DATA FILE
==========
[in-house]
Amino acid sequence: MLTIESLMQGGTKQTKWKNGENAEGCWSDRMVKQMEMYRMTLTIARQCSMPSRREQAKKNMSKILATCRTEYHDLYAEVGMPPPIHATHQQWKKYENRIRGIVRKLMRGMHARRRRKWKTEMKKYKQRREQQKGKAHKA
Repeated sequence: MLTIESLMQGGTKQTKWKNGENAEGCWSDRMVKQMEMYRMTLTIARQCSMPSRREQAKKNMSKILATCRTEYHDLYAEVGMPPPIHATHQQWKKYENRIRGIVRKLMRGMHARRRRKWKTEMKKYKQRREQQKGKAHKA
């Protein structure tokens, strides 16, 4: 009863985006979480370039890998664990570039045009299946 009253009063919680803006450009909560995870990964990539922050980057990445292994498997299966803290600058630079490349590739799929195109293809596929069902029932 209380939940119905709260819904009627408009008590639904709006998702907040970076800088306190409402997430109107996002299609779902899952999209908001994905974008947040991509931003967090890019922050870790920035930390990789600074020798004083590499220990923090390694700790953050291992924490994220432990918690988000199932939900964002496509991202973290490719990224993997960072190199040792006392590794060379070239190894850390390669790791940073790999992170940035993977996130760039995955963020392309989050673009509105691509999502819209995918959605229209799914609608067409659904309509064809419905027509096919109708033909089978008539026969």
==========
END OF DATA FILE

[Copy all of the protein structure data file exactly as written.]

[in-house]
Amino acid sequence: MLTIESLMQGGTKQTKWKNGENAEGCWSDRMVKQMEMYRMTLTIARQCSMPSRREQAKKNMSKILATCRTEYHDLYAEVGMPPPIHATHQQWKKYENRIRGIVRKLMRGMHARRRRKWKTEMKKYKQRREQQKGKAHKA
Repeated sequence: MLTIESLMQGGTKQTKWKNGENAEGCWSDRMVKQMEMYRMTLTIARQCSMPSRREQAKKNMSKILATCRTEYHDLYAEVGMPPPIHATHQQWKKYENRIRGIVRKLMRGMHARRRRKWKTEMKKYKQRREQQKGKAHKA
């Protein structure tokens, strides 16, 4: 009863985006979480370039890998664990570039045009299946 009253009063919680803006450009909560995870990964990539922050980057990445292994498997299966803290600058630079490349590739799929195109293809596929069902029932 209380939940119905709260819904009627408009008590639904709006998702907040970076800088306190409402997430109107996002299609779902899952999209908001994905974008947040991509931003967090890019922050870790920035930390990789600074020798004083590499220990923090390694700790953050291992924490994220432990918690988000199932939900964002496509991202973290490719990224993997960072190199040792006392590794060379070239190894850390390669790791940073790999992170940035993977996130760039995955963020392309989050673009509105691509999502819209995918959605229209799914609608067409659904309509064809419905027509096919109708033909089978008539026969």